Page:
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PEScience TruMulti Men's Formula -- 90 Capsules


PEScience TruMulti Men's Formula
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PEScience TruMulti Men's Formula -- 90 Capsules

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PEScience TruMulti Men's Formula Description

  • Vitamins / Minerals / Essentials
  • With Mood & Stress Support
  • Selenium Free / Iron Free
  • 3 Capsule Serving / No Tablets!
  • 30 Day Supply / 600 mg KSM-66® / 200 mcg Chromax®

Everything That You Want - Nothing That You Don't

 

While on the surface most multivitamins look the same, TruMulti was formulated with over a year's worth of research. Each individual ingredients was precisely selected and formulated at the perfect amount for a daily multivitamin for athletes.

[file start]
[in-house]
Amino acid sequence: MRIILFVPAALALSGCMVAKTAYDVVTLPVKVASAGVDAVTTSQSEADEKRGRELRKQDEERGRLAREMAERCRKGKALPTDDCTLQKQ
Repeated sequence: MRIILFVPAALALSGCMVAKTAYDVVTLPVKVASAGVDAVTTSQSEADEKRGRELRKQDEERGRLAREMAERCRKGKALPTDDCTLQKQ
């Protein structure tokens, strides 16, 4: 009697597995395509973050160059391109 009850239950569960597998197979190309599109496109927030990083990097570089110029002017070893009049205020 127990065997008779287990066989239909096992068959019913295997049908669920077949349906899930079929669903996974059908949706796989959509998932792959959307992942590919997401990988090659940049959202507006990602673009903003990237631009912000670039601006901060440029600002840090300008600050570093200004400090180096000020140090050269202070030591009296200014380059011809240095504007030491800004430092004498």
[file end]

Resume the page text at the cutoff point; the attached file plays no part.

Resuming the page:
Other vitamins on the market lack focus. When it comes to these products, more is not better. Vitamins and minerals need to be dosed precisely. Certain vitamins have absorption thresholds. Some can even be harmful if they are dosed too high. There are minerals that can hinder absorption of other minerals when taken at the same time if the doses or ratios are not at specific amounts. These are all the attributes we took into consideration when creating TruMulti, and other manufacturers clearly don't even know exist.


Directions

Take 3 capsules daily.

*These statements have not been evaluated by the Food and Drug Administration. This product is not intended to diagnose, treat, cure, or prevent any disease.


Supplement Facts
Serving Size: 3 Capsules
Servings per Container: 30
Amount Per Serving% Daily Value
Vitamin A (as beta-carotene)5000 IU100%
Vitamin C (as ascorbic acid)250 mg417%
Vitamin D (as cholecalciferol)2000 IU500%
Vitamin E (as RRR-a-tocopheryl succinate and natural mixed RRR-B, RRR-y, RRR-o tocopheryl and tocotrienol)25 IU83%